This film by artist Quarxx is one of those that must be seen. The story is well-developed and done in just about the perfect way. The way the story approaches multiple issues including gun violence, disability, the burden of taking care of a loved one, and others is tactful and done with care. The script approaches these issues in respectful ways while also given them the room to be properly shown and have their effects be clear. The writing and directing brings these to the forefront while still letting the film be about the people and how these things affect them.
Written and directed by Tom Hancock and Varun Raman, this short has more questions than it gives answers, creating an odd mystery as it entertains with its proceedings. The two leads are used as nemesis in a way and the story unfolds as an odd game of captor/captive that seems to be going to a definite ending but turns out to be something else entirely. The film’s story keeps most of its action in one location and uses this location to its maximum potential. The small cast actually helps the story in creating a sort of intimate chaos.
Julita’s lifelong dream was to have lots of kids, a monkey, and a castle. She achieved all of these. Now, her son, actor Gustavo Salmerón has made a documentary on her life showing how she got to getting her dream realized, how the castle became cluttered with all kinds of mementos and things, and how things changed once she had to move out of the castle.
Perhaps one of the most controversial and polarizing short films of the year, “Shower” has inspired a lot discussion among the media. Is it shocking just to be shocking, is it exploitative, or is there an actual message to be absorbed here? I don’t think there is a wrong interpretation, but I will find it fascinating to see how audiences respond to it after watching it. It’s become a very volatile short film with a climax that I kind of knew was coming, but still left me pretty shocked. Love it or hate it, you have to ask yourself if it’s art, or just a ploy to shake audiences up?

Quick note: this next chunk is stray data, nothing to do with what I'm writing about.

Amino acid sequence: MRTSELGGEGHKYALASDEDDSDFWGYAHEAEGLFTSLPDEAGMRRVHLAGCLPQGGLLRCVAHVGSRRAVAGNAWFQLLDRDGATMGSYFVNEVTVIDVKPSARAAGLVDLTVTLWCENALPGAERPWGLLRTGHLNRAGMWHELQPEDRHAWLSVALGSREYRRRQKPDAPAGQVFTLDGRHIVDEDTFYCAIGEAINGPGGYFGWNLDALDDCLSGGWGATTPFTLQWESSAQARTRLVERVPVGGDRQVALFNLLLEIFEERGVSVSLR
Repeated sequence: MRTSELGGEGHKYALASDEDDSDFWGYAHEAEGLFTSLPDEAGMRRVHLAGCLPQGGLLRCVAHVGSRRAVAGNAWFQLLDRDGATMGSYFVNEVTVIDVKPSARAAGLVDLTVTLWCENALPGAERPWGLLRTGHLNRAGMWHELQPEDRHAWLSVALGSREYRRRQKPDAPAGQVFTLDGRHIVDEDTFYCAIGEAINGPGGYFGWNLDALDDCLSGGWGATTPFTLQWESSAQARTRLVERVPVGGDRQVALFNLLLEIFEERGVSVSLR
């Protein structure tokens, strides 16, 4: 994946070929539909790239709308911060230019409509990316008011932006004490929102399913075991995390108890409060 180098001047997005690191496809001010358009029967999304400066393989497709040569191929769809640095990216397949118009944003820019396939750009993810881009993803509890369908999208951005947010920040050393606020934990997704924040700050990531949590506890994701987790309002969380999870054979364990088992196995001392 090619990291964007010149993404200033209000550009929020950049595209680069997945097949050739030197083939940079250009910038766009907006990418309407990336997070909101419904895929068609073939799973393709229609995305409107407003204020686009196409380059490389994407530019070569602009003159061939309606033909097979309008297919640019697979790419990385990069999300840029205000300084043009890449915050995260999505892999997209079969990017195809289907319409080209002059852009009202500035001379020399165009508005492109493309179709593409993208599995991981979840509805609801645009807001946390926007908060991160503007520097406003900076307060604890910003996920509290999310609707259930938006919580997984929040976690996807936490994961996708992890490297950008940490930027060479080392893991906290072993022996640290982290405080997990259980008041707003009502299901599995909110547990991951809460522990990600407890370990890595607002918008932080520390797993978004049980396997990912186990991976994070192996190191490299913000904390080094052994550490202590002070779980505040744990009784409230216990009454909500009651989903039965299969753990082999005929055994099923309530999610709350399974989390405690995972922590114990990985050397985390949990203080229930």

Before The Ripper, another serial killer terrorized London, so much so that people believed the killer could not be human but a being called a golem. As the police looks for the killer, a woman finds herself embroiled with the situation.
Written and directed (and edited) by Juanjo Haro, this short film takes a simple premise and spins it on its head. It builds what looks like a meeting between two lonely people in a restaurant through their conversation into something quite different. About halfway through the film, something happens that greatly affects the plot. As this is an important factor into this film, it shall remain a secret here. The film takes this and works with it, explaining itself in images, something that may not have been needed, but works well nonetheless.
This year was a huge year for myself in terms of coverage I was able to do at Fantasia. Having moved back to Montreal (albeit temporarily), I was able to see a huge number of films at the fest, which led to an average of 2 films per day most days with just a few days off to recharge. 2 films per day may not seem like a lot, but when you factor in the reviews being written to publish as soon as possible and networking every night after the fest, the best festival of the year for this reviewer becomes the most exhausting. Your schedule shifts to live between 12noon and 4am most days, waking up then writing reviews, sending reviews, going to the fest in the afternoon or at night, then to the official pub to meet with filmmakers, reviewers, staff, and fans, then bed at 4am-ish most days, the schedule takes a toll. Kudos to the staff of the fest who are up all day working, then all evening and part of the night before doing it all over again the next day, this for 21 days. I know I could never do that for that long. Even with a few full days off to handle life and try to survive, it was an exhausting yet exhilarating experience to be able to be there from the programme launch the week before the fest to post fest goodness with friends.
Written by Crystal Perea and directed by Calley MacDonald, this short stop-motion animation film is adorably cute and funny. The story shows a lot of heart and love in a family that is rather strict and not accepting of new things. The boy at the center of it all is the black sheep of his family and is shown as a sweet, loving boy. The way the story is built, the surprise near the end is not evident or easily guessed. While there is indeed more to this story than first meets the eye, it all makes sense in a way. This story is loving and filled with just the right amount of humor to make it a comedy but without going overboard silly. The film has very little dialog, almost none really, and it shares its story and emotions through well done animation and through its music.